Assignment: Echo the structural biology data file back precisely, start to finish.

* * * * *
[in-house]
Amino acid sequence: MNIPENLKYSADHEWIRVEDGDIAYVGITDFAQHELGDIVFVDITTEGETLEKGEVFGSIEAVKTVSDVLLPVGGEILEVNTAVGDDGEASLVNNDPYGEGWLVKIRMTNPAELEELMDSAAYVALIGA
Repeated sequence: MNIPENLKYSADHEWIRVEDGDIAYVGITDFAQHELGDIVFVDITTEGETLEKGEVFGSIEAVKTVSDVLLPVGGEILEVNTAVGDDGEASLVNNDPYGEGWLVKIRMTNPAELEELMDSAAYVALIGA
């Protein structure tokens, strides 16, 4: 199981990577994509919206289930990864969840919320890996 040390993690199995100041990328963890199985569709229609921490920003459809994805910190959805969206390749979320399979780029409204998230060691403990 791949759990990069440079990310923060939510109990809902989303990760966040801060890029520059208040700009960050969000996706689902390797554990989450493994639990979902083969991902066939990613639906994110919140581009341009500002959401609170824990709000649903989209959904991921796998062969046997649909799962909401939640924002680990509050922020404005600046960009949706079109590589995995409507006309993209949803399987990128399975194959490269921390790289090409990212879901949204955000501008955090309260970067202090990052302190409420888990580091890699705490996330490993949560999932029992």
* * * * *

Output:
[in-house]
Amino acid sequence: MNIPENLKYSADHEWIRVEDGDIAYVGITDFAQHELGDIVFVDITTEGETLEKGEVFGSIEAVKTVSDVLLPVGGEILEVNTAVGDDGEASLVNNDPYGEGWLVKIRMTNPAELEELMDSAAYVALIGA
Repeated sequence: MNIPENLKYSADHEWIRVEDGDIAYVGITDFAQHELGDIVFVDITTEGETLEKGEVFGSIEAVKTVSDVLLPVGGEILEVNTAVGDDGEASLVNNDPYGEGWLVKIRMTNPAELEELMDSAAYVALIGA
């Protein structure tokens, strides 16, 4: 199981990577994509919206289930990864969840919320890996 040390993690199995100041990328963890199985569709229609921490920003459809994805910190959805969206390749979320399979780029409204998230060691403990 791949759990990069440079990310923060939510109990809902989303990760966040801060890029520059208040700009960050969000996706689902390797554990989450493994639990979902083969991902066939990613639906994110919140581009341009500002959401609170824990709000649903989209959904991921796998062969046997649909799962909401939640924002680990509050922020404005600046960009949706079109590589995995409507006309993209949803399987990128399975194959490269921390790289090409990212879901949204955000501008955090309260970067202090990052302190409420888990580091890699705490996330490993949560999932029992």